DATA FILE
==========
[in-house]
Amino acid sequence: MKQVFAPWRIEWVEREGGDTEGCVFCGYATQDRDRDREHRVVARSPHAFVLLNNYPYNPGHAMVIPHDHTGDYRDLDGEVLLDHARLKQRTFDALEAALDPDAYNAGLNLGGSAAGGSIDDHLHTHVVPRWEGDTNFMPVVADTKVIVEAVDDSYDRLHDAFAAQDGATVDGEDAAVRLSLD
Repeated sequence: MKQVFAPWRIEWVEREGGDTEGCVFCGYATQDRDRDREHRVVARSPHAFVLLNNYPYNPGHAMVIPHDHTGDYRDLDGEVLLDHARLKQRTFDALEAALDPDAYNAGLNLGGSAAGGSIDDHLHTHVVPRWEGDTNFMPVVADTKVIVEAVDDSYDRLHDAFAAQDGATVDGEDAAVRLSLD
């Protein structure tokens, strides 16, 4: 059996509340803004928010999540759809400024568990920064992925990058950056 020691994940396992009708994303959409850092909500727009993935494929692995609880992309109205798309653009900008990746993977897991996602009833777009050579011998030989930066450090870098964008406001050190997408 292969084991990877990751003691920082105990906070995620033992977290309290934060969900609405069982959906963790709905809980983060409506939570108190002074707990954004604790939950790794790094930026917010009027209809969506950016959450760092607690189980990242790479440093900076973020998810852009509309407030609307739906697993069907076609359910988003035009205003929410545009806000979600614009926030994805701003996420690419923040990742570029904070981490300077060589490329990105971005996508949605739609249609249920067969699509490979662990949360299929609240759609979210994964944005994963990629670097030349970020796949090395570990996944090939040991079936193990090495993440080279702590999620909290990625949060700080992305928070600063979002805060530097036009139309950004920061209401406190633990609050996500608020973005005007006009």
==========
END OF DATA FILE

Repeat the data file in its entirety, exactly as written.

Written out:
[in-house]
Amino acid sequence: MKQVFAPWRIEWVEREGGDTEGCVFCGYATQDRDRDREHRVVARSPHAFVLLNNYPYNPGHAMVIPHDHTGDYRDLDGEVLLDHARLKQRTFDALEAALDPDAYNAGLNLGGSAAGGSIDDHLHTHVVPRWEGDTNFMPVVADTKVIVEAVDDSYDRLHDAFAAQDGATVDGEDAAVRLSLD
Repeated sequence: MKQVFAPWRIEWVEREGGDTEGCVFCGYATQDRDRDREHRVVARSPHAFVLLNNYPYNPGHAMVIPHDHTGDYRDLDGEVLLDHARLKQRTFDALEAALDPDAYNAGLNLGGSAAGGSIDDHLHTHVVPRWEGDTNFMPVVADTKVIVEAVDDSYDRLHDAFAAQDGATVDGEDAAVRLSLD
């Protein structure tokens, strides 16, 4: 059996509340803004928010999540759809400024568990920064992925990058950056 020691994940396992009708994303959409850092909500727009993935494929692995609880992309109205798309653009900008990746993977897991996602009833777009050579011998030989930066450090870098964008406001050190997408 292969084991990877990751003691920082105990906070995620033992977290309290934060969900609405069982959906963790709905809980983060409506939570108190002074707990954004604790939950790794790094930026917010009027209809969506950016959450760092607690189980990242790479440093900076973020998810852009509309407030609307739906697993069907076609359910988003035009205003929410545009806000979600614009926030994805701003996420690419923040990742570029904070981490300077060589490329990105971005996508949605739609249609249920067969699509490979662990949360299929609240759609979210994964944005994963990629670097030349970020796949090395570990996944090939040991079936193990090495993440080279702590999620909290990625949060700080992305928070600063979002805060530097036009139309950004920061209401406190633990609050996500608020973005005007006009």